Wellness Wednesday: Cold Weather Workouts 

Now that the temperatures are dropping and the outdoors is frosty, there are a few cold weather tips you need for working out outside. 




  • Chose safe routes. Avoid iced over rivers of uncertain stability. Winter roads can be icy. One winter run of mine a few years ago landed me in a CT scanner, since I slipped, fell and hit my head on the ice. All was well, but it was no fun and showcased my imprudence to all my friends in the emergency room. Plowed roads or snowpack can work well, but you still have to be on your guard for black ice. Despite your best efforts, you may fall and injure yourself, so always carry your cell phone or go with a buddy. Some have suggested a loop close to home so you are are never far if you have to limp back. 
  • In your first excursions of the cold season, go for less time than you usually do, to see how you adapt. You can always work up gradually later. This is especially good advice if you have asthma or other medical conditions. 
  • Don’t forget sunscreen, especially in bright snow white conditions. Likewise wear appropriate eye protection for sun, snow and ice .
  • Warm up and cool down as always. However, in the case of cold weather, do it inside. 
  • Dress in layers, so you can stay warm but not overheat and sweat too much. Start with a wicking layer, followed by insulation, and then a shell. Always include a hat, which adds warmth without bulk and can help prevent frostbitten ears if it has earflaps. Consider a neck gaiter to keep the mouth and nose warm. Absolutely wear gloves to prevent frostbite.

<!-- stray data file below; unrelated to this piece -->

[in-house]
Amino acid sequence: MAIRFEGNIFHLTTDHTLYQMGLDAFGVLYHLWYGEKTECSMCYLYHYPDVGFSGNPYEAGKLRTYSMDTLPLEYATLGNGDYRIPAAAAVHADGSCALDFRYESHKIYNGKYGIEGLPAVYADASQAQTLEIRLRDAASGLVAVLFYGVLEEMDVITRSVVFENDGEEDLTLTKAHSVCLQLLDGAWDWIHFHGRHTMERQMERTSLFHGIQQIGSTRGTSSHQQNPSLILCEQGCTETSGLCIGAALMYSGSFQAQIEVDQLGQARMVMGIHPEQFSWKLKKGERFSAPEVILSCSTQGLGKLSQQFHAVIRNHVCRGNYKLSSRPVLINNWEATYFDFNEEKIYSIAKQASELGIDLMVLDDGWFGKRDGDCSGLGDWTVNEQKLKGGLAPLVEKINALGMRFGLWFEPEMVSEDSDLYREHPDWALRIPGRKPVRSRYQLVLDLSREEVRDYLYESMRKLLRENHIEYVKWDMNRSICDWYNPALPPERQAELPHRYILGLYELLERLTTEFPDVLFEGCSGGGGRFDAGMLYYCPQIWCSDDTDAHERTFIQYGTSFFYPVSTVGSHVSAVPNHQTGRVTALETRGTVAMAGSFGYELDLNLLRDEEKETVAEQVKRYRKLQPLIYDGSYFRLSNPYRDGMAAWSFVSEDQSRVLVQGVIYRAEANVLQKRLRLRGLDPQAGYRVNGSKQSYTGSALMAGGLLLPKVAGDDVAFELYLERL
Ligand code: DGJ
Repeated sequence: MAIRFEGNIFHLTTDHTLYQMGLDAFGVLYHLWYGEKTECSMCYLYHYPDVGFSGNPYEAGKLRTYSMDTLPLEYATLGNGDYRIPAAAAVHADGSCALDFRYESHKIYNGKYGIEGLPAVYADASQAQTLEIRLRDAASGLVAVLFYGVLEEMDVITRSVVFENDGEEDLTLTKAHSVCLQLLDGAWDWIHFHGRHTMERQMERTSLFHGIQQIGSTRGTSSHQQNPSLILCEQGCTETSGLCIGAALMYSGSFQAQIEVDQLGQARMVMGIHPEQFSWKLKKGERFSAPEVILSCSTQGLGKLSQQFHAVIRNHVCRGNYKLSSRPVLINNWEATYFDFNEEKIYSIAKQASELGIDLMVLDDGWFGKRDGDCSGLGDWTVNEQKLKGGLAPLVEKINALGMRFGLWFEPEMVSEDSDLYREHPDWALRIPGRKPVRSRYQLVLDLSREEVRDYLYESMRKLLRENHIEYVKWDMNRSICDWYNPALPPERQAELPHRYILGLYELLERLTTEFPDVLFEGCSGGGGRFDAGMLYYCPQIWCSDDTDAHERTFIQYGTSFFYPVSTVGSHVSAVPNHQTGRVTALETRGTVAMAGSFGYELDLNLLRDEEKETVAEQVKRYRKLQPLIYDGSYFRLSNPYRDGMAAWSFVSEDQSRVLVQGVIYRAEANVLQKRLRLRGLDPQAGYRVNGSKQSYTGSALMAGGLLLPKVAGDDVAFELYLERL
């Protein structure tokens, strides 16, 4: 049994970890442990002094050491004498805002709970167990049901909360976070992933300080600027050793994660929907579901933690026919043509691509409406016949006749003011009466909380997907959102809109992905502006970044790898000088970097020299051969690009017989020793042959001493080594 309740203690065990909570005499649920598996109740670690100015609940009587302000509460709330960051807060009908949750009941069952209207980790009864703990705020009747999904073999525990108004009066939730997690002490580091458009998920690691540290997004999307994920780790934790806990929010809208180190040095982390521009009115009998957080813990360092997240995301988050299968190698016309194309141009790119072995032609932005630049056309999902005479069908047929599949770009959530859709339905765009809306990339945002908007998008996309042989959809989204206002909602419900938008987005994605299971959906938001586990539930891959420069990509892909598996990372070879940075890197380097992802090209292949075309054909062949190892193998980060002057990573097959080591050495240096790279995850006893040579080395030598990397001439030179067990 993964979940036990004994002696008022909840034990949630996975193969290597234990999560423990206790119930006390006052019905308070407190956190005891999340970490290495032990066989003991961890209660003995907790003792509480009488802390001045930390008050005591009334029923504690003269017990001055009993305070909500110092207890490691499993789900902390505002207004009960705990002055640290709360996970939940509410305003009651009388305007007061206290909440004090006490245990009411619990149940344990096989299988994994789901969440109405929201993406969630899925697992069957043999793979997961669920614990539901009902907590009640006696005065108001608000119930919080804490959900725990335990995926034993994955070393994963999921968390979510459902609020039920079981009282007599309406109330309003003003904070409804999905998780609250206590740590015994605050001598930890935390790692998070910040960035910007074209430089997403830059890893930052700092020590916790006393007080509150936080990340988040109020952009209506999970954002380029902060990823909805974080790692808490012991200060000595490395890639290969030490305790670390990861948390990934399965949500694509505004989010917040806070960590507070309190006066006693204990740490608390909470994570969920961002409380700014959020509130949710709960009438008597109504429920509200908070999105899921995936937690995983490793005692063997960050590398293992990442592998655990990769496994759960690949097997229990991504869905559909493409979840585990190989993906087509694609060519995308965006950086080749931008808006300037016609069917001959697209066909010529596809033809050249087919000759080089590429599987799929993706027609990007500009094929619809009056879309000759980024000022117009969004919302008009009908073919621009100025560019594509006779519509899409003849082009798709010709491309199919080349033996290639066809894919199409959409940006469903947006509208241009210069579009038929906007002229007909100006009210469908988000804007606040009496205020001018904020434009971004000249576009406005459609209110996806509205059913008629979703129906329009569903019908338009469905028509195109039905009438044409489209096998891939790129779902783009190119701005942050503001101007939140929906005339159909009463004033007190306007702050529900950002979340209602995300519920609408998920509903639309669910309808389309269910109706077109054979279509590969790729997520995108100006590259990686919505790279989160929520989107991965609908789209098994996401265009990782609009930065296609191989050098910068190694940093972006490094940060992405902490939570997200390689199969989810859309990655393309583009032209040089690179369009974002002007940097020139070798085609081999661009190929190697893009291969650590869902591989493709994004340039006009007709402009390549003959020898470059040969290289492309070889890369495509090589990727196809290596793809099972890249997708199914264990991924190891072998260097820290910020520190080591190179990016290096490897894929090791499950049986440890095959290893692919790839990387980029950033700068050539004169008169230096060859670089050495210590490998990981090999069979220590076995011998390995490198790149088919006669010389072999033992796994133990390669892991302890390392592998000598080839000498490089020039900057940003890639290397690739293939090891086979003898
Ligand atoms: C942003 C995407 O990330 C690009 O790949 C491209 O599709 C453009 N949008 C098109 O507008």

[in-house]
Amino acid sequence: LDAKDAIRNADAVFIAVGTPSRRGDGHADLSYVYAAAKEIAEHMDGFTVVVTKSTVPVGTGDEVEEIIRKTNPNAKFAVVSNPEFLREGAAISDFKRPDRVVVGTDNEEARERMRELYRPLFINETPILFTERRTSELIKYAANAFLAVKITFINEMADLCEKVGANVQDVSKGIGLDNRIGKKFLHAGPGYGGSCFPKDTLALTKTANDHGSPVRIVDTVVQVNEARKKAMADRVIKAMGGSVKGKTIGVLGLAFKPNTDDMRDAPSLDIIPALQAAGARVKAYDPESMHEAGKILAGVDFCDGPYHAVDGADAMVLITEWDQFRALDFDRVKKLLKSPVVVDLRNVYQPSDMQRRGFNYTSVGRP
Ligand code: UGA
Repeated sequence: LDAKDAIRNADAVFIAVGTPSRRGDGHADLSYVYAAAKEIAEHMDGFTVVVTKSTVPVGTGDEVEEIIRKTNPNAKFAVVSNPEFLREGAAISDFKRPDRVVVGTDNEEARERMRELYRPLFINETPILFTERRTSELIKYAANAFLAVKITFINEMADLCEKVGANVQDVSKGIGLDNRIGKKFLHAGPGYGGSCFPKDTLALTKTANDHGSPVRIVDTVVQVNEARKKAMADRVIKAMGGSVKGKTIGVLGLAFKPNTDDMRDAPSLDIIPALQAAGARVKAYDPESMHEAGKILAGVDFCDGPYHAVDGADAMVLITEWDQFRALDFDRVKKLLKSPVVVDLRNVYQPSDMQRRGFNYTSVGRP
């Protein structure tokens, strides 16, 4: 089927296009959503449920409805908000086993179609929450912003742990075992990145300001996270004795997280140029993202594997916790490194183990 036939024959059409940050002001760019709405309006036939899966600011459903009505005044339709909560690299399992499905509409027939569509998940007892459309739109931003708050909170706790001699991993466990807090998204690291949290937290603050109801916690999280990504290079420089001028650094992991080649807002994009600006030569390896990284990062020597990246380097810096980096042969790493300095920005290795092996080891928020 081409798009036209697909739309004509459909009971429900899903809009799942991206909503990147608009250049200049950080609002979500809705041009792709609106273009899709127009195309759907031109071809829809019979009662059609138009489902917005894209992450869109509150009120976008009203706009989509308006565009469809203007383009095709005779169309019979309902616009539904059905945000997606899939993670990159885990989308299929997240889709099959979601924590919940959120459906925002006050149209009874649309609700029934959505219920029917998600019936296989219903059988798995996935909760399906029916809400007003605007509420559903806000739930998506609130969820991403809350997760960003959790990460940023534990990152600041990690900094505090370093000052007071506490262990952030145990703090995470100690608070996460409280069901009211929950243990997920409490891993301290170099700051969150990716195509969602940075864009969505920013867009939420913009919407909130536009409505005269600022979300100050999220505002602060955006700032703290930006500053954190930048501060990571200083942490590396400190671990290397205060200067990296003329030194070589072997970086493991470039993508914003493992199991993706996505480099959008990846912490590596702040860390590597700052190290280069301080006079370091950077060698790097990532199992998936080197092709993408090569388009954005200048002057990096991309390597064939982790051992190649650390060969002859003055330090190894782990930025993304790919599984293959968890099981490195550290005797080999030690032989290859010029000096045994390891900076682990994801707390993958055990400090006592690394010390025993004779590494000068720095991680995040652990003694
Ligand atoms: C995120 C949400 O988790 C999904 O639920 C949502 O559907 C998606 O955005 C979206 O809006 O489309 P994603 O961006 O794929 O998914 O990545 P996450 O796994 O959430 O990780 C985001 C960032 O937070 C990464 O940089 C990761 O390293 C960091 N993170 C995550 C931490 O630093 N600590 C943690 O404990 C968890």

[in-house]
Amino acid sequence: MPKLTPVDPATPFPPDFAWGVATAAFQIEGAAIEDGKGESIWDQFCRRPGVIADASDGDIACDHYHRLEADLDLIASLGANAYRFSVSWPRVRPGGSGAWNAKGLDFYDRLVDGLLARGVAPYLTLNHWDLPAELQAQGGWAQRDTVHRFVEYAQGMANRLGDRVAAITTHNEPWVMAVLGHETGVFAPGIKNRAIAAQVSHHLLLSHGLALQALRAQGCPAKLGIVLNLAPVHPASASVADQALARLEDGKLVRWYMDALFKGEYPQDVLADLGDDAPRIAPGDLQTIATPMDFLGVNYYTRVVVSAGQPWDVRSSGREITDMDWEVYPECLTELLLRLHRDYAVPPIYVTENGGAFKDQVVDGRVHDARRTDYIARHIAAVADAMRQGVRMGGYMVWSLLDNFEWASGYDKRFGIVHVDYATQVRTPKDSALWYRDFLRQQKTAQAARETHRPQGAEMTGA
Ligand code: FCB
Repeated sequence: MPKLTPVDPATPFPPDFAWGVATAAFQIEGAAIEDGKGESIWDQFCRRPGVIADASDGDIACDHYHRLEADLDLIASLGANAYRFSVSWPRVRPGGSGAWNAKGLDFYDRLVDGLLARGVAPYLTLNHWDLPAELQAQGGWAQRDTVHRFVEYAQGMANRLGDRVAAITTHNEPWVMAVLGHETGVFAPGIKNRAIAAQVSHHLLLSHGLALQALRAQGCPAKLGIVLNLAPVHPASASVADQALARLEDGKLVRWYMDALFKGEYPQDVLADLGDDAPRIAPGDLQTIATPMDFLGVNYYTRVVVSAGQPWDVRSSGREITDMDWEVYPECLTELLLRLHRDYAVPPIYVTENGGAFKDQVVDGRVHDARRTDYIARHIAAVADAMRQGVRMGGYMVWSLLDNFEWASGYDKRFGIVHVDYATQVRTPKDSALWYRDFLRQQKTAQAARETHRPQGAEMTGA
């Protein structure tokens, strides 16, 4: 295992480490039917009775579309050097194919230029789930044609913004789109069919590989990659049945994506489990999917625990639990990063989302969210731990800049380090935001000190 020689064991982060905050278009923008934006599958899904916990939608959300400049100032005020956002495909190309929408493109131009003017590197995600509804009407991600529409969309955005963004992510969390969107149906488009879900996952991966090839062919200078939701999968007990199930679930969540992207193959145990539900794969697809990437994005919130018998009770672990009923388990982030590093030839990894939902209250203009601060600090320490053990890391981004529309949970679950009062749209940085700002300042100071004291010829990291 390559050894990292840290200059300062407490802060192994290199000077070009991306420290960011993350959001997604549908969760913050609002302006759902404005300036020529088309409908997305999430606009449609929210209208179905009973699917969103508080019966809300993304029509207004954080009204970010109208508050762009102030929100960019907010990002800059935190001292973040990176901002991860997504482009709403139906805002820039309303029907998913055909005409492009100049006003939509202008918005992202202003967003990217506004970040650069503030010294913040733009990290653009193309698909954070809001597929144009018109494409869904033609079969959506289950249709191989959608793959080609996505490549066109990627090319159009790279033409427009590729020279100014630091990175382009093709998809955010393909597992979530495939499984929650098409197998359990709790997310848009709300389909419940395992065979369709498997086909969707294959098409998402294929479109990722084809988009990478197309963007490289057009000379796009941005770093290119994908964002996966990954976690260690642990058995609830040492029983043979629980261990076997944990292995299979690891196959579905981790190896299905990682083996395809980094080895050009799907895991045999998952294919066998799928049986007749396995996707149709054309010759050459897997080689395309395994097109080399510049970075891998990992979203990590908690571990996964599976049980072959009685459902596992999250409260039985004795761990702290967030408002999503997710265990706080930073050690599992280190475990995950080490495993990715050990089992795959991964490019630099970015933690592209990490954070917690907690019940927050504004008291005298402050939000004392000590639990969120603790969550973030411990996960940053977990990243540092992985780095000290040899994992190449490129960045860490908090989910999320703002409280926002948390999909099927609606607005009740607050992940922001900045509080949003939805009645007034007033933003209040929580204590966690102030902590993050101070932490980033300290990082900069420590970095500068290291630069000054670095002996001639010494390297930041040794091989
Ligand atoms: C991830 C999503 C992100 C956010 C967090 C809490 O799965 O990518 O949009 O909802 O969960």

• Check the forecast before you go, factoring in not only temperature but precipitation and windchill. Tell someone where you are going and when. 
  • Have an indoors workout alternative if it is just too challenging out of doors, preferably an indoor alternative at home, such as a workout DVD you can do in your living room or basement. 
  • Do not mix alcohol with any workout. Be aware that alcohol degrades decision making, and masks symptoms of hypothermia. 
  • Know and recognize the symptoms of frostbite, whiteness, tingling and pain. Know, recognize and heed the signs and symptoms of hypothermia: shivering, confusion, fatigue and slurred speech. Hypothermia is medical emergency and must be corrected right away. 
  • Avoid cold weather exercise in the face of dehydration, inadequate calories or sleep deprivation. These can limit your bodies ability to thermoregulate. 


Working out outdoors in the winter requires extra preparation and mindfulness. However, there are some major benefits: Winter workouts produces a bigger endorphin boost than working out in warm weather. You burn more calories in the winter and train a bit harder. And it is invigorating to be out in the weather, and the landscape is often stunningly beautiful. Getting outside in the winter is important for fitness, but it also improves attitude and mood as well. All in all, is it something you should add to this season’s workout mix.